During the 1700’s, the British built a constitutional government where governmental power was defined and
limited by law. The new government included three important new institutions. These were political parties, the
cabinet, and the office of prime minister. The first political parties were made up of rich, powerful men who
shared beliefs. The Tories were conservative. The Whigs were liberal. The cabinet was a group of members of
Parliament who advised the King and helped make policy. The prime minister was the leader of the cabinet.
Even with these changes, British government remained an oligarchy, a government where a few powerful
nobles and rich landowners controlled Parliament. Only male property owners could vote. A small middle class
controlled the towns and cities. Most people were poor farmers who struggled to survive. They had no power in
the British government.
Section 4- Birth of America
By 1750, the British empire included 13 colonies along the eastern coast of North America. People from many
religions and backgrounds made their home there. The colonies were part of a trade network linking North
America, the West Indies, Africa, and Europe.
After 1763, serious problems developed between Britain and the colonies. The British wanted to control
colonial trade and manufacturing as well as raise taxes. This made the colonists angry. The colonists felt that the
king was taking away their rights as British citizens to control themselves. Thomas Paine wrote a pamphlet,
Common Sense, urging the colonists to fight for their freedom and independence from Britain.
In 1775, war broke out between the colonists and the British government. The following year, the colonists
declared independence from Britain. Using Enlightenment ideas, the writers of the Declaration of Independence
stated that the colonists had the right to revolt against an unfair government. They called their new nation the
United States of America. Patriots supported America in the American Revolution. Loyalists supported Britain.
In 1781, the colonists defeated the British with the help of French money, troops, and naval ships.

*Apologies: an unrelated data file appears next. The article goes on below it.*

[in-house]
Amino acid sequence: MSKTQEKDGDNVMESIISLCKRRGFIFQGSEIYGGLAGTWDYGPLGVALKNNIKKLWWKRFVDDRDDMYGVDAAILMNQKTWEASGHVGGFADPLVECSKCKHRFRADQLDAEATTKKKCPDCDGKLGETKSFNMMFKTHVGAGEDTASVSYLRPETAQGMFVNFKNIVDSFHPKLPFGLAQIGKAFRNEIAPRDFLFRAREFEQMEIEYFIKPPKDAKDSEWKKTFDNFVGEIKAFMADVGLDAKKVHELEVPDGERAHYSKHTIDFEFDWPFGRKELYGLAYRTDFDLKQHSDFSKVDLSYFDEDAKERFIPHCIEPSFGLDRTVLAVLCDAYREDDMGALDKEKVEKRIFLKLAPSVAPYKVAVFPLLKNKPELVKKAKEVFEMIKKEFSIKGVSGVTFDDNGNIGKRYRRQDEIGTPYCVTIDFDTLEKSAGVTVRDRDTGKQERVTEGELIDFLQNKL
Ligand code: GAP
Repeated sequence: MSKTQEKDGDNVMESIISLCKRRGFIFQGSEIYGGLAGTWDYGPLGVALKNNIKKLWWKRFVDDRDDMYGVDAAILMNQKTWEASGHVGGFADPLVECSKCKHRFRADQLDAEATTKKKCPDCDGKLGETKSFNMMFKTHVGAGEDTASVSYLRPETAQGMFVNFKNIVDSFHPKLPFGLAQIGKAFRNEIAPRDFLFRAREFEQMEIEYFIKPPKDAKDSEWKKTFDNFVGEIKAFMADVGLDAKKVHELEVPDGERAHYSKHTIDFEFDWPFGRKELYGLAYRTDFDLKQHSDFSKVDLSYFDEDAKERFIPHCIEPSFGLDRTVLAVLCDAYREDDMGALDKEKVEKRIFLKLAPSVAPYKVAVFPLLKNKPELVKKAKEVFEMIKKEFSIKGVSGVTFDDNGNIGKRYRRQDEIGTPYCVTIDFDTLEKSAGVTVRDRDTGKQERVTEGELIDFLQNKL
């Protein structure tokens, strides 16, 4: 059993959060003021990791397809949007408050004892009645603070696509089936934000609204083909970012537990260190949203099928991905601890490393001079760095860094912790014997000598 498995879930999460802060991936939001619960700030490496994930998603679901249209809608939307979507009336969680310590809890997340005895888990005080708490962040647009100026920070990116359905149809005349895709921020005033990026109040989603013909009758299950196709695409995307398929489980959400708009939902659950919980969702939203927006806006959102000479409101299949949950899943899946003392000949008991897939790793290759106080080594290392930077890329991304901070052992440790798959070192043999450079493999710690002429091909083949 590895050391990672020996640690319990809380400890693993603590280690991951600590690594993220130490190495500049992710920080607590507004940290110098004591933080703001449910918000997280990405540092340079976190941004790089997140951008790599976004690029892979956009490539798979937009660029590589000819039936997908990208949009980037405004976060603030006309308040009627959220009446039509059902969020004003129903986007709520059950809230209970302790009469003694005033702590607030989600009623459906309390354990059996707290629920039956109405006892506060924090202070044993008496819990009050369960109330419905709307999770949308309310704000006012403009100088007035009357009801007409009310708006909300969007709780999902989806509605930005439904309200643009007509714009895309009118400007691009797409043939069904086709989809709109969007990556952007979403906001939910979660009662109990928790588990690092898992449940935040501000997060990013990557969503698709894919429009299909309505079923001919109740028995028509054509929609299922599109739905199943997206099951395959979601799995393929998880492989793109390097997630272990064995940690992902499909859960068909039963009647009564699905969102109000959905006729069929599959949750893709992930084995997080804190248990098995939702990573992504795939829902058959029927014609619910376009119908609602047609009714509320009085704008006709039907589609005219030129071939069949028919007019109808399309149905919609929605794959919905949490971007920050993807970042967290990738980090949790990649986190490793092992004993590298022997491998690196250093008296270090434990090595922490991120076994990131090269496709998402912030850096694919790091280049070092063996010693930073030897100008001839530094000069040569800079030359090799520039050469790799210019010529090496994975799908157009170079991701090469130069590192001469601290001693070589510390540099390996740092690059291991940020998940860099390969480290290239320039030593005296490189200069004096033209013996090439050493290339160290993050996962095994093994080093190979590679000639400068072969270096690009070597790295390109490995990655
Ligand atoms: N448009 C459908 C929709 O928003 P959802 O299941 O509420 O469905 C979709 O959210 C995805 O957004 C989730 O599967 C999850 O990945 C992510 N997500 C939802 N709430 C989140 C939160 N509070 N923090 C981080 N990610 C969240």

The leaders of the United States of America set up a republic (government ruled by elected representatives) and
adopted a constitution (a plan for government) in 1787. The Constitutional government (a government whose
power is defined and limited by laws) included many Enlightenment ideas. Among these were separation of
powers and checks and balances. The Constitution stated that the duty of the government was to protect the rights
of the people. The U.S. Constitution created a federal republic (a government where power is divided between
the federal government and the states) and was based on the idea of popular sovereignty/self-government (the
belief that power comes from the people).
World History
Mr. Sadow
Chapter 17 Homework Assignments
Section 1, Due by
in complete sentences in your own words
1. What are natural laws? Give two examples.
2. What was the Enlightenment?
3. What did Thomas Hobbes believe?
4. What did John Locke believe?
5. Define separation of powers.
6. Define philosopher?
7. How did women feel about the Enlightenment?
8. Define physiocrats.
9. Define laissez faire.
Section 2, Due by
1. Define censorship. Why was it used by rulers?
2. Define enlightened despots. Give three examples.
3. How were peasants effected by the Enlightenment?
in complete sentences in your own words
Section 3, Due by
in complete sentences in your own words
1. How did Britain become a world power in the 1700’s?
2. Define constitutional government.
3. Define oligarchy.
4. How did Britain’s government change during the Enlightenment? Why did it change?
Section 4 Due by
in complete sentences in your own words
1. The colonists in America felt that who was in charge of them?
2. Who did the British feel was in charge of the American colonies?
3. Why did the American Revolution begin?
4. Define popular sovereignty.
5. How did France help America win the American Revolution?
6. Define federal republic.